Several Israeli startups that collate public data as part of their business models released reports this week on how the coronavirus pandemic is impacting public discourse and movement.
The data provides insight into the virus outbreak in the US, Israel and elsewhere separate from media reports and official statements.
Israel-founded urban mobility app Moovit made public daily tracking statistics on public transit systems in 27 countries. All have seen a drastic reduction in usage since the start of the crisis compared to average usage before the outbreak.
The public transportation data closely tracks the virus’s international spread. Hong Kong, near the virus’s starting point in mainland China in December 2019, saw traffic start to drop on January 25. Public transportation usage reached its low point on February 14 at 45.5 percent below average. Usage in the city has climbed slightly since, and is currently around 35% below its pre-crisis average.
Moovit did not provide data for China, Iran or South Korea, which all saw early virus outbreaks.
Italy was the first Western country to see a significant drop in public transit usage, starting at the end of February. In Milan and Lombardy, the first Italian areas hit hard by the outbreak, traffic started to fall on February 24. Rome was the last major Italian city to record a decline, starting on February 29. As of Sunday, all major Italian cities had seen a drop in ridership of 82-91%.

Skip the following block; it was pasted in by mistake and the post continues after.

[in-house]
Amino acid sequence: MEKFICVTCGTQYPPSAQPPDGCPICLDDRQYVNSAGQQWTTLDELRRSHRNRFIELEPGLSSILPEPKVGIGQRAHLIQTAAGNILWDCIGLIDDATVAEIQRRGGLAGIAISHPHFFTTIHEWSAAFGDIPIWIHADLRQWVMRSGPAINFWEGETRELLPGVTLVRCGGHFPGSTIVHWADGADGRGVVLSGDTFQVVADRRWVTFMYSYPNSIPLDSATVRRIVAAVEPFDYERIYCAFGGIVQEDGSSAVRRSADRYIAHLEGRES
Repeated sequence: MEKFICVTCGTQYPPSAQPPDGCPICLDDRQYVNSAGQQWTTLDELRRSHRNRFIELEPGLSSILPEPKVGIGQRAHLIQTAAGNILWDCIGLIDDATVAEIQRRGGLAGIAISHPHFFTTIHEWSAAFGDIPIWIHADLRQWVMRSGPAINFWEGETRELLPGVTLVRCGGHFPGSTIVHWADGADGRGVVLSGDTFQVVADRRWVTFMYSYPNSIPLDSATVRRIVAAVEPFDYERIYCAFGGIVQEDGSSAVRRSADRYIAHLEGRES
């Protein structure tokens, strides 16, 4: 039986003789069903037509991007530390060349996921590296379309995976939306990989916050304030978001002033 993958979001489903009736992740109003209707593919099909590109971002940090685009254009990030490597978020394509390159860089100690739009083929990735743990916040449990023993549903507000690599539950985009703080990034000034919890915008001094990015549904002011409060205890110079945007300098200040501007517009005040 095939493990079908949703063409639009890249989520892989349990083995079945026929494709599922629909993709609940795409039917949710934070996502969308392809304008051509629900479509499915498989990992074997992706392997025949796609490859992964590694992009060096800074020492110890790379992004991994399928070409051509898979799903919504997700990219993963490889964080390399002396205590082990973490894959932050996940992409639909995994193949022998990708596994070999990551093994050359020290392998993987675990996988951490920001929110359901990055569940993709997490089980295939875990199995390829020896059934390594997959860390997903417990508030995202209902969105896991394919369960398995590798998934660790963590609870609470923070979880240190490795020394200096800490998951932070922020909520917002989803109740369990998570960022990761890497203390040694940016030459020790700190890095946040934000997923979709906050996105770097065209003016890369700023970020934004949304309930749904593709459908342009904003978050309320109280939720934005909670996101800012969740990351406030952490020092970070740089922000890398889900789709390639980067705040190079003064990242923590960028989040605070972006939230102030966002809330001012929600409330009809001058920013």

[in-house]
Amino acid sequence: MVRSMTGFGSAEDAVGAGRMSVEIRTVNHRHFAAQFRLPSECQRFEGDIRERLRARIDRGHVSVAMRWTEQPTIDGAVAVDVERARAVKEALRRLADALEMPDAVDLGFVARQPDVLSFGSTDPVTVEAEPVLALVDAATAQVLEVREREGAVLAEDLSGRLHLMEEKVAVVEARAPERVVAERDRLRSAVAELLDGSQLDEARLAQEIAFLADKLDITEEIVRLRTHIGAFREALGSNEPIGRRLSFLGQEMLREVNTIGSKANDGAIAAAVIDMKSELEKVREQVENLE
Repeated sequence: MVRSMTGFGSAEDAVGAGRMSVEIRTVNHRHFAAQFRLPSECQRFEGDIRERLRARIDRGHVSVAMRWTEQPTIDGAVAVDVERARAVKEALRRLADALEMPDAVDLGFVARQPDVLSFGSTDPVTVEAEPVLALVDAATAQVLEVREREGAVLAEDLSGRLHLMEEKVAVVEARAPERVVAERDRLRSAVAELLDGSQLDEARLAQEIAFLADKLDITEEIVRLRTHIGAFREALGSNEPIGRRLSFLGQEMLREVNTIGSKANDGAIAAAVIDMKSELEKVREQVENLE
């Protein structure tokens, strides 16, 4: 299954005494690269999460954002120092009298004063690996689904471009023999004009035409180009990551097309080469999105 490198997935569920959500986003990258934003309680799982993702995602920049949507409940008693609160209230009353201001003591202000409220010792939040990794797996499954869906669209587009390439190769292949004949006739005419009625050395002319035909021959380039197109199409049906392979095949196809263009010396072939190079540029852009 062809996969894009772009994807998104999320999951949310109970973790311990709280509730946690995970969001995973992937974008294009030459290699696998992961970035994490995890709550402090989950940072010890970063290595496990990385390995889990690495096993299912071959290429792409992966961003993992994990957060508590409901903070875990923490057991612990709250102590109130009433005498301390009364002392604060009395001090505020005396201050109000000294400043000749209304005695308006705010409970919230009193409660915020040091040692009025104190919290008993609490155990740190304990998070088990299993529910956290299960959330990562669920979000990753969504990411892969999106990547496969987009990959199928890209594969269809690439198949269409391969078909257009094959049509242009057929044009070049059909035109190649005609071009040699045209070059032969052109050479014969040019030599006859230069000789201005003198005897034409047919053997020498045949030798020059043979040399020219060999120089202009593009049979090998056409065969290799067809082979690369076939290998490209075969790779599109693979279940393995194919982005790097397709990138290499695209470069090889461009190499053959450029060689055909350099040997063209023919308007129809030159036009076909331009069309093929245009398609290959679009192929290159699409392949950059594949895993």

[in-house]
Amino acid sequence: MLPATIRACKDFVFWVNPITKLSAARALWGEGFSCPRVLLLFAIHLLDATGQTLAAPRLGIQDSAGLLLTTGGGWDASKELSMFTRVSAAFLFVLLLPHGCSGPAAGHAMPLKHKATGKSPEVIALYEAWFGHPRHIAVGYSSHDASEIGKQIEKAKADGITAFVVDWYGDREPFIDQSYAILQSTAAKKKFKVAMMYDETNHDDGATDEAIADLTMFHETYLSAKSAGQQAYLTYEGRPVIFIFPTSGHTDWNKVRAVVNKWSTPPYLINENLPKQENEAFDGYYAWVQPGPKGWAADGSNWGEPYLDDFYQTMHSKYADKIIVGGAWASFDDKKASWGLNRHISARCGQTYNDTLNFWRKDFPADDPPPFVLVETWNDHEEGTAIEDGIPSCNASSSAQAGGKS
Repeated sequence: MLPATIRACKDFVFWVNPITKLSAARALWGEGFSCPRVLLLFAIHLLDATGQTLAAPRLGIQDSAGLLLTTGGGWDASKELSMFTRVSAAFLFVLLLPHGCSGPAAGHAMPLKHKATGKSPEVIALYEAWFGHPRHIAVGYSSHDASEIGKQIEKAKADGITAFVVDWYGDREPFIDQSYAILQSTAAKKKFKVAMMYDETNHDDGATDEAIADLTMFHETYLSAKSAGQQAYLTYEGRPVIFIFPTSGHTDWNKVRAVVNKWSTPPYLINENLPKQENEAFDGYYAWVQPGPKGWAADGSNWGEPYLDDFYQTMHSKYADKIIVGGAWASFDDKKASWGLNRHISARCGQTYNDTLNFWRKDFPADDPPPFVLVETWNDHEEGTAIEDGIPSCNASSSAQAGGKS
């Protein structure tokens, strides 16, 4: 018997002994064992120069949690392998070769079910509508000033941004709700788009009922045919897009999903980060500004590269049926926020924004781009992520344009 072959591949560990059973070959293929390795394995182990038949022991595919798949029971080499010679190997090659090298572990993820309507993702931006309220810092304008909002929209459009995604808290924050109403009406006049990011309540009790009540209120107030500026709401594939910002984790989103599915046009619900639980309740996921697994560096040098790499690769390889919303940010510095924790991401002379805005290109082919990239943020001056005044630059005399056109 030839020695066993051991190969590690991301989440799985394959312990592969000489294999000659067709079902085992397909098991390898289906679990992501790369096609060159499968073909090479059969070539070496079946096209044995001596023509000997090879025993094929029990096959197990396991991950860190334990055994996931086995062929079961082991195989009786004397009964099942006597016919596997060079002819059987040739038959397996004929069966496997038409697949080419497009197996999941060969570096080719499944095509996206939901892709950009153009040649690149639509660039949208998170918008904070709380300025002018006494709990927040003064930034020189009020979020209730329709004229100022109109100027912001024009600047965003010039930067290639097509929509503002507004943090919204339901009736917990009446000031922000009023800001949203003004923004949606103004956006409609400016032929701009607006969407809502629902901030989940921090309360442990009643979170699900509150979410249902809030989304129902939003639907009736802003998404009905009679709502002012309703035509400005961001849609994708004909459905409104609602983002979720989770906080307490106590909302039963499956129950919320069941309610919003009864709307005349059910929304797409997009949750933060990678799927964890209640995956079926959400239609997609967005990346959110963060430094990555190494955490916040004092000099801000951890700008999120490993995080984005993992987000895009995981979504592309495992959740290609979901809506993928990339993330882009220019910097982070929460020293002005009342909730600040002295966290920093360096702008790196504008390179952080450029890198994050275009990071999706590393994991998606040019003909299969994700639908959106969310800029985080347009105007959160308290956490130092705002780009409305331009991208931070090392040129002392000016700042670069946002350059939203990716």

The data for traffic in Israel, which is not segmented by city, began to show a decline on March 11. On Sunday, average usage of bus lines, trains and light rail was down 60%.
In the US, Seattle saw its decline start on January 21, and New York and New Jersey ridership began to fall on March 9. All other major cities followed suit by March 14. On Sunday, usage was down 50.5% in New York and 61% in Seattle and San Francisco. Washington, DC, and Baltimore saw the least severe drop at 36%.
The cities hardest hit of the 88 municipalities measured were Rome, at 87%, and Madrid, at 82%.
The app services some 720 million users in over 3,100 cities in 100 countries. It utilizes both crowdsourced data and publicly available information. The company collects up to six billion anonymous data points from users each day, creating the world’s largest source of transit and urban transportation data, it said. It offers the data to governments, cities and companies to grow their public transportation systems and boost efficiency.
The Moovit app, commonly referred to as “Waze for public transportation,” was launched in 2011.
Tech companies Zencity and Tastewise use AI to monitor public online conversations.
Tel Aviv-based Zencity works with municipal governments by advising them on residents’ priorities gleaned from online discussions in their communities.
In the first week of March, the firm recorded 1.5 million online data points from residents of US cities relating to the virus. The most common topic of conversation was school closures, which were mentioned in 42% of all comments.